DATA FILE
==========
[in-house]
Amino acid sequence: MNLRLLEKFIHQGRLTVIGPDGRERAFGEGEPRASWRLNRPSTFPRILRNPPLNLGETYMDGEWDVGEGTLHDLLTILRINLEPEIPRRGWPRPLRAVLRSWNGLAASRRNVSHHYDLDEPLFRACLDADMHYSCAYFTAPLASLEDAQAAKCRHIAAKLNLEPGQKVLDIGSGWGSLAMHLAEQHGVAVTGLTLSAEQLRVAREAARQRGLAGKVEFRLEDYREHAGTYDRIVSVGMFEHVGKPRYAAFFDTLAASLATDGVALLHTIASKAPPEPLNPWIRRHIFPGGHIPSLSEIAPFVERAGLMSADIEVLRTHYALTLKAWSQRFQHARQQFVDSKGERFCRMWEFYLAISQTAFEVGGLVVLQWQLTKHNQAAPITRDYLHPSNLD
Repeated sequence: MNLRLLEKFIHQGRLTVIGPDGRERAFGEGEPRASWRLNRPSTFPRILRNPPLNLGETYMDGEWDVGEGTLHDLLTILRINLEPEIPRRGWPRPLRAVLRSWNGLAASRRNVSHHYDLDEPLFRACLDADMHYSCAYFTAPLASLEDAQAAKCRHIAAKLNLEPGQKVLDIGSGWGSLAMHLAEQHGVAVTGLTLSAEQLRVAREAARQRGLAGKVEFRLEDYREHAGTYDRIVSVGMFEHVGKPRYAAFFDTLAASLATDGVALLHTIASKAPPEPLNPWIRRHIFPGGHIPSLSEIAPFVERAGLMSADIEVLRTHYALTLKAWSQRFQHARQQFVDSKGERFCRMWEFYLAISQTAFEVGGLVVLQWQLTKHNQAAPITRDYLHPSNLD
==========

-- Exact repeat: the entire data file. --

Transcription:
[in-house]
Amino acid sequence: MNLRLLEKFIHQGRLTVIGPDGRERAFGEGEPRASWRLNRPSTFPRILRNPPLNLGETYMDGEWDVGEGTLHDLLTILRINLEPEIPRRGWPRPLRAVLRSWNGLAASRRNVSHHYDLDEPLFRACLDADMHYSCAYFTAPLASLEDAQAAKCRHIAAKLNLEPGQKVLDIGSGWGSLAMHLAEQHGVAVTGLTLSAEQLRVAREAARQRGLAGKVEFRLEDYREHAGTYDRIVSVGMFEHVGKPRYAAFFDTLAASLATDGVALLHTIASKAPPEPLNPWIRRHIFPGGHIPSLSEIAPFVERAGLMSADIEVLRTHYALTLKAWSQRFQHARQQFVDSKGERFCRMWEFYLAISQTAFEVGGLVVLQWQLTKHNQAAPITRDYLHPSNLD
Repeated sequence: MNLRLLEKFIHQGRLTVIGPDGRERAFGEGEPRASWRLNRPSTFPRILRNPPLNLGETYMDGEWDVGEGTLHDLLTILRINLEPEIPRRGWPRPLRAVLRSWNGLAASRRNVSHHYDLDEPLFRACLDADMHYSCAYFTAPLASLEDAQAAKCRHIAAKLNLEPGQKVLDIGSGWGSLAMHLAEQHGVAVTGLTLSAEQLRVAREAARQRGLAGKVEFRLEDYREHAGTYDRIVSVGMFEHVGKPRYAAFFDTLAASLATDGVALLHTIASKAPPEPLNPWIRRHIFPGGHIPSLSEIAPFVERAGLMSADIEVLRTHYALTLKAWSQRFQHARQQFVDSKGERFCRMWEFYLAISQTAFEVGGLVVLQWQLTKHNQAAPITRDYLHPSNLD